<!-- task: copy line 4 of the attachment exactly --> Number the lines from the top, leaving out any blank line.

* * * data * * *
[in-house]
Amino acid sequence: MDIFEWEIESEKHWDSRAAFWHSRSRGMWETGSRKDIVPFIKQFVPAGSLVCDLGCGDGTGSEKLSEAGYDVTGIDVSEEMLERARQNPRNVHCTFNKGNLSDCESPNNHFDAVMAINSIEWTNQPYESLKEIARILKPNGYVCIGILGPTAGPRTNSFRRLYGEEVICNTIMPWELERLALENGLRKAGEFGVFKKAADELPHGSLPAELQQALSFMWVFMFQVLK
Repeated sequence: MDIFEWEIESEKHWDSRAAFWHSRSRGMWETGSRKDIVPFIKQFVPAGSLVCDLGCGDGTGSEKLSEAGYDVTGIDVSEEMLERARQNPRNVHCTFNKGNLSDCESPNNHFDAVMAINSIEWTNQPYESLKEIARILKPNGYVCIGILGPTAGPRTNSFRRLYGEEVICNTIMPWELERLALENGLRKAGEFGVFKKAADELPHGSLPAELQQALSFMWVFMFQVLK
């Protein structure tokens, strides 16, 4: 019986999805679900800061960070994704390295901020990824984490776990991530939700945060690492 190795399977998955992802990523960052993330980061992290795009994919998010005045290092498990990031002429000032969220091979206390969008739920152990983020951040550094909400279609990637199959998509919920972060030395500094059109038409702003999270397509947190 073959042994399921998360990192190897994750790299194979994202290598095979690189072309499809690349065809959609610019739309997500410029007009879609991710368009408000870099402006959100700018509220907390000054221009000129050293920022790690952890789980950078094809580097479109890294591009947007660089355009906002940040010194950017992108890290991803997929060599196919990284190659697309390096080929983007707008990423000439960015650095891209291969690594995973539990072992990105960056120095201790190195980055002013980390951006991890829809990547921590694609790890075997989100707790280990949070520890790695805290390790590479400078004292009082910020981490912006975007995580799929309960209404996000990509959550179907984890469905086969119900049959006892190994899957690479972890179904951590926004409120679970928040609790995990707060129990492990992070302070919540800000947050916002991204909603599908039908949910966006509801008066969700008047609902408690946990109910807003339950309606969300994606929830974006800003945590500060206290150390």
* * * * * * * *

């Protein structure tokens, strides 16, 4: 019986999805679900800061960070994704390295901020990824984490776990991530939700945060690492 190795399977998955992802990523960052993330980061992290795009994919998010005045290092498990990031002429000032969220091979206390969008739920152990983020951040550094909400279609990637199959998509919920972060030395500094059109038409702003999270397509947190 073959042994399921998360990192190897994750790299194979994202290598095979690189072309499809690349065809959609610019739309997500410029007009879609991710368009408000870099402006959100700018509220907390000054221009000129050293920022790690952890789980950078094809580097479109890294591009947007660089355009906002940040010194950017992108890290991803997929060599196919990284190659697309390096080929983007707008990423000439960015650095891209291969690594995973539990072992990105960056120095201790190195980055002013980390951006991890829809990547921590694609790890075997989100707790280990949070520890790695805290390790590479400078004292009082910020981490912006975007995580799929309960209404996000990509959550179907984890469905086969119900049959006892190994899957690479972890179904951590926004409120679970928040609790995990707060129990492990992070302070919540800000947050916002991204909603599908039908949910966006509801008066969700008047609902408690946990109910807003339950309606969300994606929830974006800003945590500060206290150390």